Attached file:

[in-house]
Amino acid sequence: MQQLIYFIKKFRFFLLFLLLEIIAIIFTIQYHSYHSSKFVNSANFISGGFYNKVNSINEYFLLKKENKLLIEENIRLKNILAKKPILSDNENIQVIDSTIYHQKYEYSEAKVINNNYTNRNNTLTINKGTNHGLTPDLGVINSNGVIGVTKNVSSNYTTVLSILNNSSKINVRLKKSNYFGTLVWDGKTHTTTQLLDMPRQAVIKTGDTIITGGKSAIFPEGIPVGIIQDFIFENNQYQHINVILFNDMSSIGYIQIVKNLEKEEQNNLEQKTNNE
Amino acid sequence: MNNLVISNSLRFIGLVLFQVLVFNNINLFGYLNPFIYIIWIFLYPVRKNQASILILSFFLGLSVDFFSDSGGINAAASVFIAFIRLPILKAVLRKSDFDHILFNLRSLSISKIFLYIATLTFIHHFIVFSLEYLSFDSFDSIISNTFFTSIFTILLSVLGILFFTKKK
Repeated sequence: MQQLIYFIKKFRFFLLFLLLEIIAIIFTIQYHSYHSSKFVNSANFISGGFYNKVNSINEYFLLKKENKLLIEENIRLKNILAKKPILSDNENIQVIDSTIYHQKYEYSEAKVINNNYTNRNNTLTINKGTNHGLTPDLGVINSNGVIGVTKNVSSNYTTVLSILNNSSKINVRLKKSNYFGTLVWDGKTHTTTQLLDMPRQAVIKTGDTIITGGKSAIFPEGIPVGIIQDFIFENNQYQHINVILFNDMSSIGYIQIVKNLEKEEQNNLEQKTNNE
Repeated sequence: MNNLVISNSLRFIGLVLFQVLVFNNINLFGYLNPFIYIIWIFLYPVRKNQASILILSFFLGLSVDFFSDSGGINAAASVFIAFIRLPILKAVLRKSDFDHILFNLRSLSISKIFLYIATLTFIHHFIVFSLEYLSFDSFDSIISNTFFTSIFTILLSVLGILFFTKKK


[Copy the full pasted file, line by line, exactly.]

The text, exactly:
[in-house]
Amino acid sequence: MQQLIYFIKKFRFFLLFLLLEIIAIIFTIQYHSYHSSKFVNSANFISGGFYNKVNSINEYFLLKKENKLLIEENIRLKNILAKKPILSDNENIQVIDSTIYHQKYEYSEAKVINNNYTNRNNTLTINKGTNHGLTPDLGVINSNGVIGVTKNVSSNYTTVLSILNNSSKINVRLKKSNYFGTLVWDGKTHTTTQLLDMPRQAVIKTGDTIITGGKSAIFPEGIPVGIIQDFIFENNQYQHINVILFNDMSSIGYIQIVKNLEKEEQNNLEQKTNNE
Amino acid sequence: MNNLVISNSLRFIGLVLFQVLVFNNINLFGYLNPFIYIIWIFLYPVRKNQASILILSFFLGLSVDFFSDSGGINAAASVFIAFIRLPILKAVLRKSDFDHILFNLRSLSISKIFLYIATLTFIHHFIVFSLEYLSFDSFDSIISNTFFTSIFTILLSVLGILFFTKKK
Repeated sequence: MQQLIYFIKKFRFFLLFLLLEIIAIIFTIQYHSYHSSKFVNSANFISGGFYNKVNSINEYFLLKKENKLLIEENIRLKNILAKKPILSDNENIQVIDSTIYHQKYEYSEAKVINNNYTNRNNTLTINKGTNHGLTPDLGVINSNGVIGVTKNVSSNYTTVLSILNNSSKINVRLKKSNYFGTLVWDGKTHTTTQLLDMPRQAVIKTGDTIITGGKSAIFPEGIPVGIIQDFIFENNQYQHINVILFNDMSSIGYIQIVKNLEKEEQNNLEQKTNNE
Repeated sequence: MNNLVISNSLRFIGLVLFQVLVFNNINLFGYLNPFIYIIWIFLYPVRKNQASILILSFFLGLSVDFFSDSGGINAAASVFIAFIRLPILKAVLRKSDFDHILFNLRSLSISKIFLYIATLTFIHHFIVFSLEYLSFDSFDSIISNTFFTSIFTILLSVLGILFFTKKK